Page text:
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Six months of Mar-a-Lago trips likely cost more than a year of US military transgender health care

AP Photo/Alex Brandon
Priorities, priorities.
By Max de Haldevang
Published Last updated This article is more than 2 years old.

US president Donald Trump cited “medical costs and disruption” as his reasons for banning transgender people from the military on July 26.

Conservatives have been using the cost-and-disruption argument to oppose letting transgender people serve. (The US military was supposed to open its doors to trans personnel this month but has delayed that until January.) In a lengthy study last year, however, the RAND Corporation found there’s nothing to back up either of those claims. Other armies with trans soldiers—including those of Canada, Israel, and the UK—have seen “little or no impact on unit cohesion, operational effectiveness, or readiness,” it says. In fact, commanders in those armies have noted “benefits for all service members by creating a more inclusive and diverse force.”

Even clearer is that the medical costs are minimal. The report says gender transition-related health care—not just surgeries, but also ongoing care such as hormone treatment—sets the US military back between $2.4 and $8.4 million per year. That’s between 0.04% and 0.13% of its total medical budget.

By comparison, Trump’s vaunted trips to his Mar-a-Lago “winter White House” have been estimated at $3.6 million each. The leftist Center for American Progress think tank guesses his 11 total trips to Mar-a-Lago and Bedminster golf course since taking office have cost $29 million. (Politifact only rates this estimate “half true” as there are lots of variables to each trip’s costs. Even so, it writes, “It’s reasonable to assume that Trump’s multiple weekends at Mar-a-Lago cost taxpayers millions.”)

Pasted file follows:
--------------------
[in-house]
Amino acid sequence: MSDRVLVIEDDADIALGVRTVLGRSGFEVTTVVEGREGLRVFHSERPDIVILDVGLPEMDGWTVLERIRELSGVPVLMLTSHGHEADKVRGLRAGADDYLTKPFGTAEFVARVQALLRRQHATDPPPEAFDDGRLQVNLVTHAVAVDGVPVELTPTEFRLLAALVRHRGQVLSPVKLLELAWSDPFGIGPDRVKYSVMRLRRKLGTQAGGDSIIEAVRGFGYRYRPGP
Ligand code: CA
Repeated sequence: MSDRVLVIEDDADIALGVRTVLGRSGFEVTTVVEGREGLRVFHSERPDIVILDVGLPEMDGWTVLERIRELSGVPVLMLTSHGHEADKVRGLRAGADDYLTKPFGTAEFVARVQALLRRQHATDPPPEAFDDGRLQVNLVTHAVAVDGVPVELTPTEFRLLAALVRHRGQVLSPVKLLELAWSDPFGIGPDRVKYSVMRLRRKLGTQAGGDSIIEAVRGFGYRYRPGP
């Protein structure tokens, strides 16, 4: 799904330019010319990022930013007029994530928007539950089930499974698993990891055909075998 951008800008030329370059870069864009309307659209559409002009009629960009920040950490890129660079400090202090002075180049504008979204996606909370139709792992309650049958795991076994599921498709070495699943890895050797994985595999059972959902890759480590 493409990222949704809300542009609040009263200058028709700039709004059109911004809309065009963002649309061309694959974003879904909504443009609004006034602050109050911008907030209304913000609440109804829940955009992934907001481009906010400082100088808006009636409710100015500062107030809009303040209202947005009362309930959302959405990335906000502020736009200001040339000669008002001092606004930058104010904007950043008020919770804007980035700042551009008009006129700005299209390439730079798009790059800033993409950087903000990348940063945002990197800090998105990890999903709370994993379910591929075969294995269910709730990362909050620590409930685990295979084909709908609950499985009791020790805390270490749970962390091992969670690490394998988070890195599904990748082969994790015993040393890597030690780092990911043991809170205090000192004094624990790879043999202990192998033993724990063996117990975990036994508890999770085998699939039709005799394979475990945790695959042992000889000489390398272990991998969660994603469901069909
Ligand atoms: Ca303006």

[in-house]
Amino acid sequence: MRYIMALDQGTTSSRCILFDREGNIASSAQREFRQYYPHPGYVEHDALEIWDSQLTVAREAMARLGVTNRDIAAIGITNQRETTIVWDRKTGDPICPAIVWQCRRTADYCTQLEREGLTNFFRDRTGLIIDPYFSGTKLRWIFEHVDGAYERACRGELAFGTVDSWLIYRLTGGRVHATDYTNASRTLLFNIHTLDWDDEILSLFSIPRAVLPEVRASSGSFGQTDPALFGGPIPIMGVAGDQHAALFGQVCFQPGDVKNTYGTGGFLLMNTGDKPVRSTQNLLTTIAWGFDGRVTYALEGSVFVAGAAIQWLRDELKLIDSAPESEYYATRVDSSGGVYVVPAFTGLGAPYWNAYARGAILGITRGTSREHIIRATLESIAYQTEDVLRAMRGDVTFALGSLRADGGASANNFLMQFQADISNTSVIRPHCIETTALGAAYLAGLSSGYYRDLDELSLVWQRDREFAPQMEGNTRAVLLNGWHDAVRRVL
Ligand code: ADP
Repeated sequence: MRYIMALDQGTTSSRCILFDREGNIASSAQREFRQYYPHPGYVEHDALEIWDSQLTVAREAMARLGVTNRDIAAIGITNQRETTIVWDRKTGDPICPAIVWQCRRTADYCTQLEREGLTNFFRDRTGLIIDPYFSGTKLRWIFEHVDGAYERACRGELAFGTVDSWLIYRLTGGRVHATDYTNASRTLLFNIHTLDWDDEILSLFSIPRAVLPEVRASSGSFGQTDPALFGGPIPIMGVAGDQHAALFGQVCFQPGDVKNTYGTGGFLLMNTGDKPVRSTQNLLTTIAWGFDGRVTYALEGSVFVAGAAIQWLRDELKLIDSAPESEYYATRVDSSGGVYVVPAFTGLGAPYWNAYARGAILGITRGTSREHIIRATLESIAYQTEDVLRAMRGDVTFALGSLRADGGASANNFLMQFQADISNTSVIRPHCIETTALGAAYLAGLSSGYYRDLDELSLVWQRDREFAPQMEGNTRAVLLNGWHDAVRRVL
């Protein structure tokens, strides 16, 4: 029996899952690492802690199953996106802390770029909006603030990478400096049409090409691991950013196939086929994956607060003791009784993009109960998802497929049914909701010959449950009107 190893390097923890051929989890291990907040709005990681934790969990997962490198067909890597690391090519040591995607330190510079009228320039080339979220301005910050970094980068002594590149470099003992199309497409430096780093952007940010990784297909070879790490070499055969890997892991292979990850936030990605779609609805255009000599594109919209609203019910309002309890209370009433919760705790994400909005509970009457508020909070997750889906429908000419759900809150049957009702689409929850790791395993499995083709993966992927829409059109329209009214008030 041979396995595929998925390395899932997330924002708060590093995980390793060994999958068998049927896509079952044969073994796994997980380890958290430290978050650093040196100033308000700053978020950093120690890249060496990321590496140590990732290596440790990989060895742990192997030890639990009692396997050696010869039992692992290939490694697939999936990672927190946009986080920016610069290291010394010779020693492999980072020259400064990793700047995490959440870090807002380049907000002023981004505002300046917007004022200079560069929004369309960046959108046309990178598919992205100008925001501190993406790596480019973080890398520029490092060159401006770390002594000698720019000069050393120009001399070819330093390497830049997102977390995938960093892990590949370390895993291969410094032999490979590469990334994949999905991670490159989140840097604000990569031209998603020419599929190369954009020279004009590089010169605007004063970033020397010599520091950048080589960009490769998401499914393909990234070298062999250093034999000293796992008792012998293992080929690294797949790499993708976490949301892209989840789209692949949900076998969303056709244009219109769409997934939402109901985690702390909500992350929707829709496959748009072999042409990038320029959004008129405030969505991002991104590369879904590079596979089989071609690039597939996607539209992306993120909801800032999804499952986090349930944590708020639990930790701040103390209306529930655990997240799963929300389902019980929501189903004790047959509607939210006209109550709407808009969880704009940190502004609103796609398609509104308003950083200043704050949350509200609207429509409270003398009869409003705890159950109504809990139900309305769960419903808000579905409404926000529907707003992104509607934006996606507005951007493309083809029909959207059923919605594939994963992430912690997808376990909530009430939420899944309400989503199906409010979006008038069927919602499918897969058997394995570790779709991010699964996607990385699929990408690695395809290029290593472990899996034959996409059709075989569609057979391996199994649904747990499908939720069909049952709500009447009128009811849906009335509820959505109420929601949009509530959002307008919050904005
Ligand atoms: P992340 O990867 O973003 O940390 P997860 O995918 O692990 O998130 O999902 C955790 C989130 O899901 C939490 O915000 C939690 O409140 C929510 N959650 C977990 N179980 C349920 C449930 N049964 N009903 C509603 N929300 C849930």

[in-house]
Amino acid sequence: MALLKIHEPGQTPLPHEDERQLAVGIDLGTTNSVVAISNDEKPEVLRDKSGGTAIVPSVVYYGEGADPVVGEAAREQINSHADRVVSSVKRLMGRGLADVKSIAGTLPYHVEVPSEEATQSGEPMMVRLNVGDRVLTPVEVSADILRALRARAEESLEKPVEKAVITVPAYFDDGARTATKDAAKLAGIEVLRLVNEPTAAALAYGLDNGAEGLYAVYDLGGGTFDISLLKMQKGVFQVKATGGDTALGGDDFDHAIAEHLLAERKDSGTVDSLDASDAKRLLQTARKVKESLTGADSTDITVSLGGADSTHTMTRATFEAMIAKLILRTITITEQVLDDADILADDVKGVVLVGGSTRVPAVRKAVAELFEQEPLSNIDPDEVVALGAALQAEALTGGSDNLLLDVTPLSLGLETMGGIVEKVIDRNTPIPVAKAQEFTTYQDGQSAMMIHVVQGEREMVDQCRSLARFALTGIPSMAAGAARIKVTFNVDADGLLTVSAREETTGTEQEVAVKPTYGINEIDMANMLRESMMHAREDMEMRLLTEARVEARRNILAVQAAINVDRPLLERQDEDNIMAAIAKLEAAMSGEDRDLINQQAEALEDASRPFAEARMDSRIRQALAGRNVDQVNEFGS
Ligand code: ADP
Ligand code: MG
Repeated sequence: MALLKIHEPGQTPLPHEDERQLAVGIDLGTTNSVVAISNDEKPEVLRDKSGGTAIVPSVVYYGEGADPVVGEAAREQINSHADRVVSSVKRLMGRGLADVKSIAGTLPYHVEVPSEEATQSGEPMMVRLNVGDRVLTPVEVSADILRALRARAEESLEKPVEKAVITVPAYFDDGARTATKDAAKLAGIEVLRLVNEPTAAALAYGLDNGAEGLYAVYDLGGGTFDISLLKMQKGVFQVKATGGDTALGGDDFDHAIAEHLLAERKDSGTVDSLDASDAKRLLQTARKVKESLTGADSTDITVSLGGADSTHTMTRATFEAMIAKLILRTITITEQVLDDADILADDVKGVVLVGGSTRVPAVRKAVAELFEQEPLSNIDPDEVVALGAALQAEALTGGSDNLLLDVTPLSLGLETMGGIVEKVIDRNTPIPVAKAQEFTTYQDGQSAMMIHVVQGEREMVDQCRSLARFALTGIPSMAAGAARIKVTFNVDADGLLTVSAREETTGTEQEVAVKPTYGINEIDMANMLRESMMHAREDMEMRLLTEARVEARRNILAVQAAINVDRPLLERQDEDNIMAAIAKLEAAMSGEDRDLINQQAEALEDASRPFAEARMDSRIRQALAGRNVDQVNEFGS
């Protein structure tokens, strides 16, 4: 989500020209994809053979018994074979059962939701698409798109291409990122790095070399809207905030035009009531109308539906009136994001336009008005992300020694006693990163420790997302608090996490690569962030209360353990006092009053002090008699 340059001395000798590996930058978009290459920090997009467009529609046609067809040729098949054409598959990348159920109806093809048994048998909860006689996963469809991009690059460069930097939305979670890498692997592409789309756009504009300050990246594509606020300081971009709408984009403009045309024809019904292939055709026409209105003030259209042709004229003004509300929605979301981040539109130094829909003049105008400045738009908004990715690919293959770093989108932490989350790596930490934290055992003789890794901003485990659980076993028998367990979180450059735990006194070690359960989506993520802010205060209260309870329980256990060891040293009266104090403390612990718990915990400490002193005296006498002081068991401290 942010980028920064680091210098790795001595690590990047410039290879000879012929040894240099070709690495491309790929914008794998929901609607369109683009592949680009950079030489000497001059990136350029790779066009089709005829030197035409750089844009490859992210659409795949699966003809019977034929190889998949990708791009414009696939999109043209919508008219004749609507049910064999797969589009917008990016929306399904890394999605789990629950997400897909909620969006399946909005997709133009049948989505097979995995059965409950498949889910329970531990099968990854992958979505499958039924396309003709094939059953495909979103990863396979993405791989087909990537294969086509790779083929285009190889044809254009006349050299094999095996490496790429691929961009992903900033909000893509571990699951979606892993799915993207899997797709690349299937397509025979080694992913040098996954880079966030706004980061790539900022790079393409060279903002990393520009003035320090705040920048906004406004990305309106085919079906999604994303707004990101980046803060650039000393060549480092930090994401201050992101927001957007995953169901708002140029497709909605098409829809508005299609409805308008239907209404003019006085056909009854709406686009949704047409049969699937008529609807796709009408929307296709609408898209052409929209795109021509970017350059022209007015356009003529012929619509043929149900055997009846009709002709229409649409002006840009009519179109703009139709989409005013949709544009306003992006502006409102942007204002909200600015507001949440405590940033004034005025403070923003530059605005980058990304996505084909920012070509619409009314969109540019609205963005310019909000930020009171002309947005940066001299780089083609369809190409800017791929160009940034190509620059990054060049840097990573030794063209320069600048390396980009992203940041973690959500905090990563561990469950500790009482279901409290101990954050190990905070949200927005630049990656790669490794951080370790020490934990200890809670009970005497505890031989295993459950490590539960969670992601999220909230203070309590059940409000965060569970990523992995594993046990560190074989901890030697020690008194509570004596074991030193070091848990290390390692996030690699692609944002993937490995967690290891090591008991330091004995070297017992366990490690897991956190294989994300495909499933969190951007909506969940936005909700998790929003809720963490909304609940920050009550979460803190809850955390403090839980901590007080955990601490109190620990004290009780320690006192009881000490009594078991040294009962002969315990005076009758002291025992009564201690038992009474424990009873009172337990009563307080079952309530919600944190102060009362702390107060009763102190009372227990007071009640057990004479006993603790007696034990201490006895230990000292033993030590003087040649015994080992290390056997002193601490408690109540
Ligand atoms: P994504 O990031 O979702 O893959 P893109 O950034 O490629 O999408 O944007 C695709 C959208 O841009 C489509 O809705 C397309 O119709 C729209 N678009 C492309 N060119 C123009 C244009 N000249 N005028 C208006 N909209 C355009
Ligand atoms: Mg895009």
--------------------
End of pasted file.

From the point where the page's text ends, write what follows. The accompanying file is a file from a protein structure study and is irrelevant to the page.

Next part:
So, what are Trump’s real motives?

One administration official reportedly suggested that it’s part of a strategy for the 2018 midterm elections—a way of shoring up support from blue-collar voters, by boxing Democrats into taking a stance that will be unpopular in places like the midwest.

As MSNBC host Joy Ann Reid pointed out, that basically sounds a repeat of the playbook president George W. Bush used to return to the White House in 2004. Having won office as a “compassionate conservative,” his reelection campaign—masterminded by Karl Rove—took a “traditional values” platform including strident opposition to gay marriage. The result? Bush won the popular vote by about 3 million (pdf).

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